Today, a few of our young Oxford Down ewes gave up city life for the Cambridgeshire countryside! The girls are off to MyFarm at National Trust‘s Wimpole Estate near Cambridge. While we’re sad to see them go, it’s an exciting move for the girls, as they’re set to meet a handsome ram and will have some 300 acres to roam, complete with forests, follys, streams and even an 18th century stately home! More photos of the girls getting ready to go on the next page and a few photos of their beautiful new home! Good luck girls!

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When we think of rams, the iconic image is of those powerful, spiralling Aries horns. Many (but not all) sheep breeds have horns. At Mudchute, we currently have 3 sheep breeds including a range of horn types. Neither males nor females of our Oxford Down sheep have horns and such hornless sheep are described as polled. Both our male and female Whitefaced Woodlands have horns and our Jacob sheep are polycerate (many-horned).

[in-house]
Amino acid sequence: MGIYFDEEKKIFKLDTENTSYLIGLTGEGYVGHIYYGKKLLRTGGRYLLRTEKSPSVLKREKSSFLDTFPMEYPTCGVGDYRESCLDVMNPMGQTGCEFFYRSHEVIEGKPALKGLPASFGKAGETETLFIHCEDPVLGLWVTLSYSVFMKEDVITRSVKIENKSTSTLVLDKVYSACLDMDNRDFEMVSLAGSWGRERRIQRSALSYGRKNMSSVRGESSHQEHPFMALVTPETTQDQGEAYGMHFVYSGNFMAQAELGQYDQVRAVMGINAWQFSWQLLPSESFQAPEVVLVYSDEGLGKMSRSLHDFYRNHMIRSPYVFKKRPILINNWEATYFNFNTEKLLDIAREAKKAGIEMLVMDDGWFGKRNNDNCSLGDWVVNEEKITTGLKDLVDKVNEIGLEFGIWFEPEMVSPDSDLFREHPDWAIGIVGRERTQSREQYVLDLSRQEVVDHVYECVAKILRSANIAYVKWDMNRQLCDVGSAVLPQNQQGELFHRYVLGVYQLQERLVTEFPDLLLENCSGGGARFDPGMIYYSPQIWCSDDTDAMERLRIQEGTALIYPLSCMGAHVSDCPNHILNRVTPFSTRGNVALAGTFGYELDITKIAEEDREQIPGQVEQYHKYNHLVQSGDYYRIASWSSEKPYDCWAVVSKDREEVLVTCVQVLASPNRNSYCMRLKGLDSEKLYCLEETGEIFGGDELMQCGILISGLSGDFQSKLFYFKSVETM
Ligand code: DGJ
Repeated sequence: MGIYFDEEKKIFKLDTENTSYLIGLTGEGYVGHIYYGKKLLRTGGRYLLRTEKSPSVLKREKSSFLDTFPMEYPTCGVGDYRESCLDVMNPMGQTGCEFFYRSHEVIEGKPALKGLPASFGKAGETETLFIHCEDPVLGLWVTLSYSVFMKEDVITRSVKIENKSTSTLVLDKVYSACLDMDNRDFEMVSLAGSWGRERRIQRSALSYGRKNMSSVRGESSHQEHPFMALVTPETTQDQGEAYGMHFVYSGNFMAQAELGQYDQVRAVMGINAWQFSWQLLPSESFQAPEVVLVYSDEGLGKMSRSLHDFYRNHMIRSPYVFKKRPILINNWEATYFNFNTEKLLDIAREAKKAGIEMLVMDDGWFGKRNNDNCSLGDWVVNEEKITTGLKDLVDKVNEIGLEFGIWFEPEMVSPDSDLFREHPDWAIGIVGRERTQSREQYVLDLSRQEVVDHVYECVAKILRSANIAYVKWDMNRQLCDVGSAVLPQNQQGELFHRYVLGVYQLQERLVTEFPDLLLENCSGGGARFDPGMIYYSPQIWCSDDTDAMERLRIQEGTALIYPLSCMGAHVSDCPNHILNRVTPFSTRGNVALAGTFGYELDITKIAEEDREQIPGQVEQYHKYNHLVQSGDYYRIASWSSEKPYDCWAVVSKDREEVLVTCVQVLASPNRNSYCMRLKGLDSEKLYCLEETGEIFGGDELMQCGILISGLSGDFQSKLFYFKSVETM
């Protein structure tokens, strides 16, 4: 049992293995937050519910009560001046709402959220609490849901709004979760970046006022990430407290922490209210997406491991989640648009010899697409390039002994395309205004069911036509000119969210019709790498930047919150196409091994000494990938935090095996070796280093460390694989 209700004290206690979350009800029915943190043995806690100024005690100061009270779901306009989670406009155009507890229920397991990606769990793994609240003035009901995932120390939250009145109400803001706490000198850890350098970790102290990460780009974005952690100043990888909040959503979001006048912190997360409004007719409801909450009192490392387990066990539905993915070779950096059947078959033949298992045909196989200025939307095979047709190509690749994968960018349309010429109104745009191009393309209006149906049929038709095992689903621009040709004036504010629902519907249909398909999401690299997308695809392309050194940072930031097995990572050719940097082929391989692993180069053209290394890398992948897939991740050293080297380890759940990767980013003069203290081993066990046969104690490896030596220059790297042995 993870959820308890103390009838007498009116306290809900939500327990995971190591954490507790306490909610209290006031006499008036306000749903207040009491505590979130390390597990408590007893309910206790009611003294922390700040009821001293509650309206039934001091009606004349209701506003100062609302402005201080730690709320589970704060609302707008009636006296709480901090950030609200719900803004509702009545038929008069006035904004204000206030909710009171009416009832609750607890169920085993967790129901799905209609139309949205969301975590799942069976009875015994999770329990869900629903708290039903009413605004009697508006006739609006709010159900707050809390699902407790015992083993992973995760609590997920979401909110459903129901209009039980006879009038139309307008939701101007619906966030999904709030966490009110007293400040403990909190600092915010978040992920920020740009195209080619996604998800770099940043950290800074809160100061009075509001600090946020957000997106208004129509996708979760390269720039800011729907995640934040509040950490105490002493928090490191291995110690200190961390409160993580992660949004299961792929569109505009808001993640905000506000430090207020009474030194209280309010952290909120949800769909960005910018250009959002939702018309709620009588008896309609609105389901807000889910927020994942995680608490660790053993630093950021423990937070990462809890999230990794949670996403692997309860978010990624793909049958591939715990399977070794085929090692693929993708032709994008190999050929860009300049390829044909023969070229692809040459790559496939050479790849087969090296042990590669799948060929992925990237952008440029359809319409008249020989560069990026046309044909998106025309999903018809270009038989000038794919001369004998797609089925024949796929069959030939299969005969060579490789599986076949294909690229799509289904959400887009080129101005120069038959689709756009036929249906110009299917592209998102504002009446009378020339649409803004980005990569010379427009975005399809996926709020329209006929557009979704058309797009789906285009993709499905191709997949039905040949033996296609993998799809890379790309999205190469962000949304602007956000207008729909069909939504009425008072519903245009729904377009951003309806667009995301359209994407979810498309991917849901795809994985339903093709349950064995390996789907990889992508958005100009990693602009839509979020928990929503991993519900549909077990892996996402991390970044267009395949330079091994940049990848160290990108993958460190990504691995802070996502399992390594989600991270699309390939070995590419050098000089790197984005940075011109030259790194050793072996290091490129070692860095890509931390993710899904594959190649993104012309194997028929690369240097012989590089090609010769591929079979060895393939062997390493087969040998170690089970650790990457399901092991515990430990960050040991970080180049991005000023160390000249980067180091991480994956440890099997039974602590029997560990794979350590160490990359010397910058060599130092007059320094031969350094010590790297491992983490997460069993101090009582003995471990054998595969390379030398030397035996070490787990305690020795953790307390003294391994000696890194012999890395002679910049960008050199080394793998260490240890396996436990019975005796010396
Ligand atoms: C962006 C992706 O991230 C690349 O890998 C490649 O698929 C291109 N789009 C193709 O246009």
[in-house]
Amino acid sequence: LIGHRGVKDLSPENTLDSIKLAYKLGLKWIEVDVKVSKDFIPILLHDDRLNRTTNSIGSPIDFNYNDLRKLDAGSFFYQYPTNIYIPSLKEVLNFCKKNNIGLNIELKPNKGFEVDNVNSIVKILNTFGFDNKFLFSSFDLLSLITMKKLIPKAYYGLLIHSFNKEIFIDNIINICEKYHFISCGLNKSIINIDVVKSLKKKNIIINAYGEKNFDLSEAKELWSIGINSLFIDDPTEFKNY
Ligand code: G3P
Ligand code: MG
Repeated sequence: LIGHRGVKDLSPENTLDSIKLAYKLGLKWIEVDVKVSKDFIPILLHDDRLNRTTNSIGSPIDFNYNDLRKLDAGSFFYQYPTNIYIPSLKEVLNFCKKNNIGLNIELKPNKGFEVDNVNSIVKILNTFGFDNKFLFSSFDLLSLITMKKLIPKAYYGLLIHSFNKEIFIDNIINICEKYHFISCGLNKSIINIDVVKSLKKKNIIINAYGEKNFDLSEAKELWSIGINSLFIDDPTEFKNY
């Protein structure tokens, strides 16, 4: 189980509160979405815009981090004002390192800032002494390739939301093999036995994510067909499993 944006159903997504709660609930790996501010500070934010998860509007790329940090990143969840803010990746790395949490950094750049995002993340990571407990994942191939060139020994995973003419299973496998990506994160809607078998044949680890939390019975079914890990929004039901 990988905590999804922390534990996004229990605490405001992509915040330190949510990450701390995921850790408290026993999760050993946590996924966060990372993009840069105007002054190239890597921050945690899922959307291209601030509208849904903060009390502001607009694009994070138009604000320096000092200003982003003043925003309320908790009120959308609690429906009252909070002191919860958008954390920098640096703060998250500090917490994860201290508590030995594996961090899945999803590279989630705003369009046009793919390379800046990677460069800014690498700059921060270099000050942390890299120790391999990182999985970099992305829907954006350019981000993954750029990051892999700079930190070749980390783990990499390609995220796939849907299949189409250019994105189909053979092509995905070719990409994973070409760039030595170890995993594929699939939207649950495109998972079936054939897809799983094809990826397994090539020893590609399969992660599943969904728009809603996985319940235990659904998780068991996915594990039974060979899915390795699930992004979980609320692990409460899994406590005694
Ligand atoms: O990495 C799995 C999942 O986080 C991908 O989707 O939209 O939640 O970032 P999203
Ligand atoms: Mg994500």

Unlike antlers (which are made of bone), horns are composed of a bony core covered with a sheath of keratin (much like hooves and our fingernails). Horns are not shed and continue to grow through an animal’s life, though they grow most rapidly in the first few years.

Unfortunately, horns don’t always grow properly and today two of our Whitefaced Woodland rams (Billy and Hellboy) had to have their horns cut as they were starting to grow too close into their cheeks. While their full sets of horns do look lovely, they simply had to come off before they became a welfare issue.

See how Lauran the vet set to work removing the problematic sections of horn and a closer look at those spiraling horns on the next page! Continue reading